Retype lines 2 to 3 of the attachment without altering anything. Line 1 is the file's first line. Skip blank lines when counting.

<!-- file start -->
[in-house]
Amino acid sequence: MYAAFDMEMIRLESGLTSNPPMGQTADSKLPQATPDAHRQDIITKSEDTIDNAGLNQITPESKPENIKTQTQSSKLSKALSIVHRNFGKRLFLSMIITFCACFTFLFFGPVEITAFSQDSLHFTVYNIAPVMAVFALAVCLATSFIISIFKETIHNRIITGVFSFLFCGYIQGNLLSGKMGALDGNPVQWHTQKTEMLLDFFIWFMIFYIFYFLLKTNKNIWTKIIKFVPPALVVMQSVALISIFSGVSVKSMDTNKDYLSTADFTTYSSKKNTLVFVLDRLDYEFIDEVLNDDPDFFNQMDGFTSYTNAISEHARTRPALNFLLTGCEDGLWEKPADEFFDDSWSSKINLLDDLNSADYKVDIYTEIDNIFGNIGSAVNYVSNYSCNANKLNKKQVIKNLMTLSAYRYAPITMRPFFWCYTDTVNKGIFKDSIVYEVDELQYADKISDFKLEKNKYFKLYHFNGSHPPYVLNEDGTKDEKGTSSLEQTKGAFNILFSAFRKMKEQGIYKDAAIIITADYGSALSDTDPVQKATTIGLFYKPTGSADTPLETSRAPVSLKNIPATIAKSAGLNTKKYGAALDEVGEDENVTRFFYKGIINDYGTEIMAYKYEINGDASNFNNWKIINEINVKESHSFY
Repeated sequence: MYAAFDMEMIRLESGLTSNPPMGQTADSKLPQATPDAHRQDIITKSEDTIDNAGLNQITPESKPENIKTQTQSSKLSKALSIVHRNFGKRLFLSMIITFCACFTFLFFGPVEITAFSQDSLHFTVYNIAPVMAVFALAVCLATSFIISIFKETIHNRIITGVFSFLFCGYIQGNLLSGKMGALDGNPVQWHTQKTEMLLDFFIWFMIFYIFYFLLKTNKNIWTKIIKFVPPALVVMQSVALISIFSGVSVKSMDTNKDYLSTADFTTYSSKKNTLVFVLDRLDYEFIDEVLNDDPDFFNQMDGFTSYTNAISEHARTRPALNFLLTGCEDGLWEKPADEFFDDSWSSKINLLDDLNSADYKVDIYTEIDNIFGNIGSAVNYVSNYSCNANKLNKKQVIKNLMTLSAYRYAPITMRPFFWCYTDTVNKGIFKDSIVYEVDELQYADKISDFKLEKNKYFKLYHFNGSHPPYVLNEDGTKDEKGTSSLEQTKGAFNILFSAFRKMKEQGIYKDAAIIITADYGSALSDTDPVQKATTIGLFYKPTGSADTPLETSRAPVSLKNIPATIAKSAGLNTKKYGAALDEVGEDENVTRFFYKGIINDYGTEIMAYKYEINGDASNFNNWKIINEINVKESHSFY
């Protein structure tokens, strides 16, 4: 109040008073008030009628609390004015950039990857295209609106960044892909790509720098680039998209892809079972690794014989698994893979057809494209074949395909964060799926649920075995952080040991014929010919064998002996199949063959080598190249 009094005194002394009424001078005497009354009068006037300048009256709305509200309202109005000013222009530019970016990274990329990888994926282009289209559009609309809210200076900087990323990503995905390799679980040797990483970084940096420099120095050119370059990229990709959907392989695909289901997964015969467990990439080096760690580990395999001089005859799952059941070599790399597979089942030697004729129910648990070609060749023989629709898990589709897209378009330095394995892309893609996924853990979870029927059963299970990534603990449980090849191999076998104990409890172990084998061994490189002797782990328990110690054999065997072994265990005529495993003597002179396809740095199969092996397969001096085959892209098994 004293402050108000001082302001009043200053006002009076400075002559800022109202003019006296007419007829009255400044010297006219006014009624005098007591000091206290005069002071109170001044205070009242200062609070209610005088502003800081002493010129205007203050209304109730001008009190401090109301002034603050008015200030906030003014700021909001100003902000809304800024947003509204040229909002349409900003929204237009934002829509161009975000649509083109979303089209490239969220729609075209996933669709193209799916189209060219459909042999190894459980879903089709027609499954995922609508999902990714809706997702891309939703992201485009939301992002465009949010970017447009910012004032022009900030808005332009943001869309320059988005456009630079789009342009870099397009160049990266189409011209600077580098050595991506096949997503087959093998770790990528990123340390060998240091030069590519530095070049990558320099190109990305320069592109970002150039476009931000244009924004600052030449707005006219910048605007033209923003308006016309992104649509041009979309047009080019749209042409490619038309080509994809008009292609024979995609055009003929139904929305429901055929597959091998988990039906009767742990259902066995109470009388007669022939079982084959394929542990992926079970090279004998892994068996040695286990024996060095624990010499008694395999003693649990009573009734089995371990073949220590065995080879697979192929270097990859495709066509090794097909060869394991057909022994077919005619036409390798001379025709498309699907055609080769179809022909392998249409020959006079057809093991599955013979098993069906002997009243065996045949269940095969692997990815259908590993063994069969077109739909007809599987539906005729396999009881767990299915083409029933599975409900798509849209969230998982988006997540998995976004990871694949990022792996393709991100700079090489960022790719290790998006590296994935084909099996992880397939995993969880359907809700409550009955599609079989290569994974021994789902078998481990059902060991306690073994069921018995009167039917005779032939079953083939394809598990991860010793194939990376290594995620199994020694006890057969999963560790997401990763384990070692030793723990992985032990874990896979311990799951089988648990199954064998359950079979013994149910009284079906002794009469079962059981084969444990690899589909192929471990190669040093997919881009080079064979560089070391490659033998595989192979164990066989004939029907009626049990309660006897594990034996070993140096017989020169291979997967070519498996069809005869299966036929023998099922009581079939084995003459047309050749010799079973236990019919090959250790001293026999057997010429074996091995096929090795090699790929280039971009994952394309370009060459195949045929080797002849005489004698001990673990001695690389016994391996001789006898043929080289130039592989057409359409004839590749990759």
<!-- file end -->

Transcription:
Amino acid sequence: MYAAFDMEMIRLESGLTSNPPMGQTADSKLPQATPDAHRQDIITKSEDTIDNAGLNQITPESKPENIKTQTQSSKLSKALSIVHRNFGKRLFLSMIITFCACFTFLFFGPVEITAFSQDSLHFTVYNIAPVMAVFALAVCLATSFIISIFKETIHNRIITGVFSFLFCGYIQGNLLSGKMGALDGNPVQWHTQKTEMLLDFFIWFMIFYIFYFLLKTNKNIWTKIIKFVPPALVVMQSVALISIFSGVSVKSMDTNKDYLSTADFTTYSSKKNTLVFVLDRLDYEFIDEVLNDDPDFFNQMDGFTSYTNAISEHARTRPALNFLLTGCEDGLWEKPADEFFDDSWSSKINLLDDLNSADYKVDIYTEIDNIFGNIGSAVNYVSNYSCNANKLNKKQVIKNLMTLSAYRYAPITMRPFFWCYTDTVNKGIFKDSIVYEVDELQYADKISDFKLEKNKYFKLYHFNGSHPPYVLNEDGTKDEKGTSSLEQTKGAFNILFSAFRKMKEQGIYKDAAIIITADYGSALSDTDPVQKATTIGLFYKPTGSADTPLETSRAPVSLKNIPATIAKSAGLNTKKYGAALDEVGEDENVTRFFYKGIINDYGTEIMAYKYEINGDASNFNNWKIINEINVKESHSFY
Repeated sequence: MYAAFDMEMIRLESGLTSNPPMGQTADSKLPQATPDAHRQDIITKSEDTIDNAGLNQITPESKPENIKTQTQSSKLSKALSIVHRNFGKRLFLSMIITFCACFTFLFFGPVEITAFSQDSLHFTVYNIAPVMAVFALAVCLATSFIISIFKETIHNRIITGVFSFLFCGYIQGNLLSGKMGALDGNPVQWHTQKTEMLLDFFIWFMIFYIFYFLLKTNKNIWTKIIKFVPPALVVMQSVALISIFSGVSVKSMDTNKDYLSTADFTTYSSKKNTLVFVLDRLDYEFIDEVLNDDPDFFNQMDGFTSYTNAISEHARTRPALNFLLTGCEDGLWEKPADEFFDDSWSSKINLLDDLNSADYKVDIYTEIDNIFGNIGSAVNYVSNYSCNANKLNKKQVIKNLMTLSAYRYAPITMRPFFWCYTDTVNKGIFKDSIVYEVDELQYADKISDFKLEKNKYFKLYHFNGSHPPYVLNEDGTKDEKGTSSLEQTKGAFNILFSAFRKMKEQGIYKDAAIIITADYGSALSDTDPVQKATTIGLFYKPTGSADTPLETSRAPVSLKNIPATIAKSAGLNTKKYGAALDEVGEDENVTRFFYKGIINDYGTEIMAYKYEINGDASNFNNWKIINEINVKESHSFY